There’s so much that can make people physically sick. Army wallah and boonies Nasty Party senator Linda Reynolds told ABC viewers she was “almost physically ill” when the medivac legislation was passed by parliament. After all, it was Muslims who were on the attack in Bali, if you follow her drift. She’ll make a fine addition to Team Schmo. Other citizens were just as ill with news from New Zealand. By Richard Ackland.

Laying it on sick

There’s so much that can make people physically sick.

Army wallah and boonies Nasty Party senator Linda Reynolds told ABC viewers she was “almost physically ill” when the medivac legislation was passed by parliament. After all, it was Muslims who were on the attack in Bali, if you follow her drift. She’ll make a fine addition to Team Schmo.

Other citizens were just as ill with news from New Zealand. And if not, then they were probably feeling dizzy at the speed with which leading Coalition adornments were backtracking from the usual pooch whistling, if not downright clarion blasts, of anti-Islamic fervour.

This retreat has been faster than Schmo’s abolition of the word “coal” from his sideshow barker pronouncements, or the Mad Monk’s whoosh to stay in the Paris accord, or Benito’s heartfelt belief that the government should definitely not build a new coal-fired power station.

Schmo is now talking inclusiveness and respect, as long as the immigration numbers are cut and not too many medically ill refugees take up decent white people’s hospital beds. His crotch will be quite sore if he keeps up with this sort of straddle.

The Mad Monk also extolled the need in the post-Christchurch environment to be kind to Muslims, who are “our neighbours, workmates, friends, family and fellow citizens”. Long forgotten were his Blot-inspired attempts to get rid of section 18C so the spigot could really be opened on some decent racial abuse.

God knows what the increasingly disturbed Benito was on about, declaring the Greens were “just as bad” as Fraser Anning – taking “political advantage” of the Christchurch murders.

Meanwhile, New South Wales opposition leader Michael Daley had most of his hopeful Labor team dry-retching in the bathroom after his concerns surfaced that too many Chinese with PhDs were taking jobs from the rest of us.

Fraser Anning did not manage to make Senator Reynolds “almost physically ill”.

Defence arrests

George Pell’s conviction and imprisonment for paedophile offences has generated a tide of denialism.

Apart from the usual suspects here, there are some distinguished overseas contributors to the cause. George Weigel, writing in the United States for something called First Things, the organ of the Institute of Religion and Public Life, says the conviction has put Australia on trial.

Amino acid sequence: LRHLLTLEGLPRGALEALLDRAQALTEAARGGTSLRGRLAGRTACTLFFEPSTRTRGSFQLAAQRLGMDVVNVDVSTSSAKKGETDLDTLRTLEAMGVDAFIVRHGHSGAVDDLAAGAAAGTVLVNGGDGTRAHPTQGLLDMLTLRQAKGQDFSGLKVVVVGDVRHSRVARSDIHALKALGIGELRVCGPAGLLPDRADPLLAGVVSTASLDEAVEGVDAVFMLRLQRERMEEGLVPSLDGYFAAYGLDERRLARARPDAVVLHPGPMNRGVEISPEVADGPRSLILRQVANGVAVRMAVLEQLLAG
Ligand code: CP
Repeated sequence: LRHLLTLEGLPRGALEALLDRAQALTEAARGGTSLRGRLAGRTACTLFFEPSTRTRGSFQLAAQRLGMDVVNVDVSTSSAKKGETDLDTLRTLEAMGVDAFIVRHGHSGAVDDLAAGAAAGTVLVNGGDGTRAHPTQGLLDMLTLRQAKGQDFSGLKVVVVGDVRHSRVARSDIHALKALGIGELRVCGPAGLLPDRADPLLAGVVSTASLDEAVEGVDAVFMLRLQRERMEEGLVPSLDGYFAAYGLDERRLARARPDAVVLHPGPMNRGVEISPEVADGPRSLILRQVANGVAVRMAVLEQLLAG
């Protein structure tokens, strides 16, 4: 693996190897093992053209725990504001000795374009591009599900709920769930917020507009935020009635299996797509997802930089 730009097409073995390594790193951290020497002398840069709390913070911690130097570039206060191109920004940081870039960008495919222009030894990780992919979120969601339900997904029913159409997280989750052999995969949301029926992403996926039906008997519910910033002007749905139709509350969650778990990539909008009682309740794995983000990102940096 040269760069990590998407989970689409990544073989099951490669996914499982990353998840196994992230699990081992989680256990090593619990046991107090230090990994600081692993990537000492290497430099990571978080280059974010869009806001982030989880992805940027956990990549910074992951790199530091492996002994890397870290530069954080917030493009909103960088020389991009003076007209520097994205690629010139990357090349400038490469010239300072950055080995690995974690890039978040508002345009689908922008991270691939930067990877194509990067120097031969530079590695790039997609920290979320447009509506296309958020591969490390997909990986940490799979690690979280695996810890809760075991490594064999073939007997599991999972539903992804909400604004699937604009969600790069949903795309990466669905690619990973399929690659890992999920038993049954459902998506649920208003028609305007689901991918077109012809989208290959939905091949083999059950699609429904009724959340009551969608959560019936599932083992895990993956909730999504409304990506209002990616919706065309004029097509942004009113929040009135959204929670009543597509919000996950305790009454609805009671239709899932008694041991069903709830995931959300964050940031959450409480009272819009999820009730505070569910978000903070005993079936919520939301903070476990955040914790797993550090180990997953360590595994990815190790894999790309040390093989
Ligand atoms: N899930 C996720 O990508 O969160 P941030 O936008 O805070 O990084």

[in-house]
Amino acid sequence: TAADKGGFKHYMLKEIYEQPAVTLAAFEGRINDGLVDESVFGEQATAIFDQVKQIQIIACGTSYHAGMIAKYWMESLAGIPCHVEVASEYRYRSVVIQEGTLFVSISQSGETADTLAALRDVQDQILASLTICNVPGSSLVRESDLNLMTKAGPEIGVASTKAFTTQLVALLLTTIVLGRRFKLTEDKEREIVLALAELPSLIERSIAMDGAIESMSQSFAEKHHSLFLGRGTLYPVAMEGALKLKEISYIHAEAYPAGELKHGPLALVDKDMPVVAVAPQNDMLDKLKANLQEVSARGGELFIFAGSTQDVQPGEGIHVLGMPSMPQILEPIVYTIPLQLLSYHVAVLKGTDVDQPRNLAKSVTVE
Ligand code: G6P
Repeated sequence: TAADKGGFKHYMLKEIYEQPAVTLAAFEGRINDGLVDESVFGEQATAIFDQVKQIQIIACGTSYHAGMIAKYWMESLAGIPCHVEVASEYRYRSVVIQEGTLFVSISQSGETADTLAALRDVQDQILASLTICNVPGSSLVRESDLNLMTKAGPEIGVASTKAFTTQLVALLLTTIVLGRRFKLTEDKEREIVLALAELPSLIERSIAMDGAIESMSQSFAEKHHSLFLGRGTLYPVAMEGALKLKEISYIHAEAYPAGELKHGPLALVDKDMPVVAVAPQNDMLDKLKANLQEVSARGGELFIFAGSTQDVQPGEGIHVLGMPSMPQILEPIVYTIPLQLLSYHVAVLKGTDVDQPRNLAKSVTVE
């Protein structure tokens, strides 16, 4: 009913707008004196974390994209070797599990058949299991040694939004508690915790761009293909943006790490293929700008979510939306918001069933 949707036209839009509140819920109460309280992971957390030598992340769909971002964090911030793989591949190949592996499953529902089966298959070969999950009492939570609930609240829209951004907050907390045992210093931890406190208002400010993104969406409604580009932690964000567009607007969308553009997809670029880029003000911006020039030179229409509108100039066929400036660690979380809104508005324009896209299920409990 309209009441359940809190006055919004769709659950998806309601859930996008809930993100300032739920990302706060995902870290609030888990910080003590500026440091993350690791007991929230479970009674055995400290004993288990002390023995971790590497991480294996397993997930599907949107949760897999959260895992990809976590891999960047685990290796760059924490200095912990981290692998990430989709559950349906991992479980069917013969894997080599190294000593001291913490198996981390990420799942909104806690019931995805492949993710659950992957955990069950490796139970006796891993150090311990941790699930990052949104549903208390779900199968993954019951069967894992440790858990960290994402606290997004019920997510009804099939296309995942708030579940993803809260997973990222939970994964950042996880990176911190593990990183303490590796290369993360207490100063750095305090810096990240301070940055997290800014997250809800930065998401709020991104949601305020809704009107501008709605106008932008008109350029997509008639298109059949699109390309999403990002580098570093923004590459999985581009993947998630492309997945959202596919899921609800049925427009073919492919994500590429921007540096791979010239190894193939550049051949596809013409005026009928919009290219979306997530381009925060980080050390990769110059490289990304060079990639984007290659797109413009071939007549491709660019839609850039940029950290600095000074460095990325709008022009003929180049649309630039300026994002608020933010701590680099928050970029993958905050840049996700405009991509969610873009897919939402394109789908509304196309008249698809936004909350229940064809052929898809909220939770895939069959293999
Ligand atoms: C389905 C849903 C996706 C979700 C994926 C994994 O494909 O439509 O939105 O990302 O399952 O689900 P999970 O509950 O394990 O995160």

The very fact Pell returned to Australia proves he “knows he is innocent”; after all he could have stayed with immunity in the Vatican. Further, the man is not just a cardinal he’s almost a saint, as Weigel reminds us that Pell was the great reformer, the man who turned around the church’s “pattern of denial and cover-up”.

Clearly, John Ellis or Chrissie Foster weren’t helping with Weigel’s in-depth research.

This “false verdict” indicts the entire legal system. “Australia, or at least the State of Victoria, where this travesty played out, is a place where no one is safe, citizen or visitor”.

As to the safety of children, there is an eerie silence.

And, by the way, Pell tells friends that while in a Victorian jail he’s “on retreat”.

We turn to The Spectator, where we read a contribution from Michael Warren Davis, a former Quad-Rant inmate and now billed elsewhere as the US editor of The Catholic Herald. Davis contests the evidence the jury accepted after Pell’s victim had been cross-examined for days.

He also thinks that a leading imam, in a similar position, would be given more public sympathy and that Melbourne’s leading criminal defence lawyer Robert Richter, QC, “bungled” Pell’s defence.

“Who else will be imprisoned because he fails to conform to fashionable opinion? ... Mark my words: if the third-most senior prelate in the Roman Catholic Church isn’t safe, we don’t stand a chance.”

The convicted felon Baron Black of Crossharbour is a major shareholder in The Catholic Herald.

Oh boy, George

It was like diving into a tub full of warm melted butter to read the lunch interview in the Nine newspapers with our high commissioner to the United Kingdom and former attorney-general, Bookshelves Brandis.

George was at his soapy best talking to London reporter Latika Bourke, dropping names and generally being incredibly pleased with himself.

There they were at Skye Gyngell’s Spring restaurant in Somerset House on the banks of the Thames, one of Soapy’s favourite haunts.

“He’s barely put the menu down before he spots a familiar face,” Bourke recounts. “‘There’s Skye. How are you?’” Bookshelves schmoozes, before telling Latika he’s not going to comment at all on current domestic political issues in Australia, chomping on salt-baked beetroot with chervil and crème fraîche all the while.